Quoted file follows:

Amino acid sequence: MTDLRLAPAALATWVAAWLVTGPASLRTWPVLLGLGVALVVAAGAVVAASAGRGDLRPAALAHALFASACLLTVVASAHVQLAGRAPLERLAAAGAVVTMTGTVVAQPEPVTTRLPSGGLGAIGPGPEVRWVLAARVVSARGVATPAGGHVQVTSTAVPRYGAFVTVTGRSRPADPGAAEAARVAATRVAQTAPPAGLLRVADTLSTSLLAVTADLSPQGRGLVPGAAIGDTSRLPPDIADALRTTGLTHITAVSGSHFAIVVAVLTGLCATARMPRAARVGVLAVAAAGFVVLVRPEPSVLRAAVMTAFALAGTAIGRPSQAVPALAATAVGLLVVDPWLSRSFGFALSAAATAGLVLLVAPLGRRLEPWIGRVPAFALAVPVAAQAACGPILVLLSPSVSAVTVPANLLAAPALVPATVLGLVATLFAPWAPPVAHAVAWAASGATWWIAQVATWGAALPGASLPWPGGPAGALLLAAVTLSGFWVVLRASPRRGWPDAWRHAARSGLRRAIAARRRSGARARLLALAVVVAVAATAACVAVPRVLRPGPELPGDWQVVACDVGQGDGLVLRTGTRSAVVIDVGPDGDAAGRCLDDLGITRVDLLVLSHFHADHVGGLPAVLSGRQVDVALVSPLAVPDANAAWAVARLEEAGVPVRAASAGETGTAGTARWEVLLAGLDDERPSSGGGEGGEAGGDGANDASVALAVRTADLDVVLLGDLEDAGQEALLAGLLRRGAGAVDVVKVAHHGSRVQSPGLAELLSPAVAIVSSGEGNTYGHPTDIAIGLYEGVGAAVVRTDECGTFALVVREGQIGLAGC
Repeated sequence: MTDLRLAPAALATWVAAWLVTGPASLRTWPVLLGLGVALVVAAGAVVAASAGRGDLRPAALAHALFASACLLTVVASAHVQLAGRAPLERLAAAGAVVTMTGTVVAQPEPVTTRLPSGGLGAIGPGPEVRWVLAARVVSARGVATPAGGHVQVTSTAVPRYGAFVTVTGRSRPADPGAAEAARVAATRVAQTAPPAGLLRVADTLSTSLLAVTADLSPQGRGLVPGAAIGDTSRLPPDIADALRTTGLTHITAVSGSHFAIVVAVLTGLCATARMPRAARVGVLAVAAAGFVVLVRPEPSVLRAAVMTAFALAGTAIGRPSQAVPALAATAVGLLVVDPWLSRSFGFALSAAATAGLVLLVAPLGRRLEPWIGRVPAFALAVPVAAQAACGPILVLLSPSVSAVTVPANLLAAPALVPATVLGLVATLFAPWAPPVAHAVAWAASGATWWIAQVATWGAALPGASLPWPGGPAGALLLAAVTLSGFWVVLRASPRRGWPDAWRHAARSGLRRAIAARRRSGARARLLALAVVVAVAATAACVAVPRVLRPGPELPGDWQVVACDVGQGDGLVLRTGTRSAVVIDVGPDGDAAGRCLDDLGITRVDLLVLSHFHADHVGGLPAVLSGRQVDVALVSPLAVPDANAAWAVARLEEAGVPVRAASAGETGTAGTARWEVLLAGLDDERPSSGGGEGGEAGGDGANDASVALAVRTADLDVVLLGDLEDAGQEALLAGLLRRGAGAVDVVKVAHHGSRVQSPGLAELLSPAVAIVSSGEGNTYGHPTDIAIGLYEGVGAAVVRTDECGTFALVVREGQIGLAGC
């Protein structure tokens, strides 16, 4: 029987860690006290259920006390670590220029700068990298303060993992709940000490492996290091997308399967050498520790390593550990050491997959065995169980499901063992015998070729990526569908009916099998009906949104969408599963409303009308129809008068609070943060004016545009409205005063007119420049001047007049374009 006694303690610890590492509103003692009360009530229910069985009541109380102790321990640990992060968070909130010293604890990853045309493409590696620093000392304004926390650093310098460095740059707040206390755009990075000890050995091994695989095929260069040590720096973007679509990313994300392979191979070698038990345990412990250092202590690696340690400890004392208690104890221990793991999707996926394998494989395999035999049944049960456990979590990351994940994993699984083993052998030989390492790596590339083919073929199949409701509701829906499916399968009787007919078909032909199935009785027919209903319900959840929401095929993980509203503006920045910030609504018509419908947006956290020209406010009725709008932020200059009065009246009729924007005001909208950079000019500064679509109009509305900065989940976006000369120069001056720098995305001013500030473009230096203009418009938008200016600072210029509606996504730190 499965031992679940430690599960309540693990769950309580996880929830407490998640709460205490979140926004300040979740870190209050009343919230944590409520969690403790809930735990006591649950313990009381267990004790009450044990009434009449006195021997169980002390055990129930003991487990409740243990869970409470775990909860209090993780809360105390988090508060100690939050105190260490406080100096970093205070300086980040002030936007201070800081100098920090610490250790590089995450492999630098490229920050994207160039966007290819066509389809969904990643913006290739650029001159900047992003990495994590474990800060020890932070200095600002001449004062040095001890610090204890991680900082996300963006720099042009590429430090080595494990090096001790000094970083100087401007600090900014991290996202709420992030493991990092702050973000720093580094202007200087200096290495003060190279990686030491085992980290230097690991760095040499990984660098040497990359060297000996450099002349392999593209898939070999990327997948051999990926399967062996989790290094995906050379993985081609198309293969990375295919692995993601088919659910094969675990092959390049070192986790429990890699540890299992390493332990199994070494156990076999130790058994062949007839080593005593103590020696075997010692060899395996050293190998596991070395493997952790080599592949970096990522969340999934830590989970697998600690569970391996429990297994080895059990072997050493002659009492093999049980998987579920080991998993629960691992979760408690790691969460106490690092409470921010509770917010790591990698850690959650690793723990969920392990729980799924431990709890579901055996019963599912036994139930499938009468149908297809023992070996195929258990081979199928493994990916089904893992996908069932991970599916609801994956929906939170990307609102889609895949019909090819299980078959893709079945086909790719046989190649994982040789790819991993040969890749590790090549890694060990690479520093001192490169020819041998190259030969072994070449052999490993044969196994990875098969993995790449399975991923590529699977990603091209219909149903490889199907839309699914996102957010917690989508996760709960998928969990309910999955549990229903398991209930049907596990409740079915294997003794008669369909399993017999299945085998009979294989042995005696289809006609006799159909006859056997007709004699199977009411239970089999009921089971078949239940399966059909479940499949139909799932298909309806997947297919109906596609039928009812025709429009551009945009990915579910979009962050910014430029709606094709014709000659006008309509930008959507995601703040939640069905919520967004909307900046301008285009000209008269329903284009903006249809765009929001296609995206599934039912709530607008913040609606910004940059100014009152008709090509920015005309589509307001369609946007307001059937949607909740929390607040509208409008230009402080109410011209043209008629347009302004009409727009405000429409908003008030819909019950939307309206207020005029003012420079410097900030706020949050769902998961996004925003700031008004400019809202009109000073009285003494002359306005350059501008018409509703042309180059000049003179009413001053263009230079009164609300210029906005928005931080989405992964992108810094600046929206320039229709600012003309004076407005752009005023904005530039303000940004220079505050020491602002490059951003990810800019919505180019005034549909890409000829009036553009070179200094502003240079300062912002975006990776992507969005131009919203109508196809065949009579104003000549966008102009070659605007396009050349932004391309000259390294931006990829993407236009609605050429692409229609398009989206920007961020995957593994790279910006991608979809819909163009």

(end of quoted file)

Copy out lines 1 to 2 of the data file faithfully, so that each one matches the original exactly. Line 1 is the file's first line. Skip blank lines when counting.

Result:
Amino acid sequence: MTDLRLAPAALATWVAAWLVTGPASLRTWPVLLGLGVALVVAAGAVVAASAGRGDLRPAALAHALFASACLLTVVASAHVQLAGRAPLERLAAAGAVVTMTGTVVAQPEPVTTRLPSGGLGAIGPGPEVRWVLAARVVSARGVATPAGGHVQVTSTAVPRYGAFVTVTGRSRPADPGAAEAARVAATRVAQTAPPAGLLRVADTLSTSLLAVTADLSPQGRGLVPGAAIGDTSRLPPDIADALRTTGLTHITAVSGSHFAIVVAVLTGLCATARMPRAARVGVLAVAAAGFVVLVRPEPSVLRAAVMTAFALAGTAIGRPSQAVPALAATAVGLLVVDPWLSRSFGFALSAAATAGLVLLVAPLGRRLEPWIGRVPAFALAVPVAAQAACGPILVLLSPSVSAVTVPANLLAAPALVPATVLGLVATLFAPWAPPVAHAVAWAASGATWWIAQVATWGAALPGASLPWPGGPAGALLLAAVTLSGFWVVLRASPRRGWPDAWRHAARSGLRRAIAARRRSGARARLLALAVVVAVAATAACVAVPRVLRPGPELPGDWQVVACDVGQGDGLVLRTGTRSAVVIDVGPDGDAAGRCLDDLGITRVDLLVLSHFHADHVGGLPAVLSGRQVDVALVSPLAVPDANAAWAVARLEEAGVPVRAASAGETGTAGTARWEVLLAGLDDERPSSGGGEGGEAGGDGANDASVALAVRTADLDVVLLGDLEDAGQEALLAGLLRRGAGAVDVVKVAHHGSRVQSPGLAELLSPAVAIVSSGEGNTYGHPTDIAIGLYEGVGAAVVRTDECGTFALVVREGQIGLAGC
Repeated sequence: MTDLRLAPAALATWVAAWLVTGPASLRTWPVLLGLGVALVVAAGAVVAASAGRGDLRPAALAHALFASACLLTVVASAHVQLAGRAPLERLAAAGAVVTMTGTVVAQPEPVTTRLPSGGLGAIGPGPEVRWVLAARVVSARGVATPAGGHVQVTSTAVPRYGAFVTVTGRSRPADPGAAEAARVAATRVAQTAPPAGLLRVADTLSTSLLAVTADLSPQGRGLVPGAAIGDTSRLPPDIADALRTTGLTHITAVSGSHFAIVVAVLTGLCATARMPRAARVGVLAVAAAGFVVLVRPEPSVLRAAVMTAFALAGTAIGRPSQAVPALAATAVGLLVVDPWLSRSFGFALSAAATAGLVLLVAPLGRRLEPWIGRVPAFALAVPVAAQAACGPILVLLSPSVSAVTVPANLLAAPALVPATVLGLVATLFAPWAPPVAHAVAWAASGATWWIAQVATWGAALPGASLPWPGGPAGALLLAAVTLSGFWVVLRASPRRGWPDAWRHAARSGLRRAIAARRRSGARARLLALAVVVAVAATAACVAVPRVLRPGPELPGDWQVVACDVGQGDGLVLRTGTRSAVVIDVGPDGDAAGRCLDDLGITRVDLLVLSHFHADHVGGLPAVLSGRQVDVALVSPLAVPDANAAWAVARLEEAGVPVRAASAGETGTAGTARWEVLLAGLDDERPSSGGGEGGEAGGDGANDASVALAVRTADLDVVLLGDLEDAGQEALLAGLLRRGAGAVDVVKVAHHGSRVQSPGLAELLSPAVAIVSSGEGNTYGHPTDIAIGLYEGVGAAVVRTDECGTFALVVREGQIGLAGC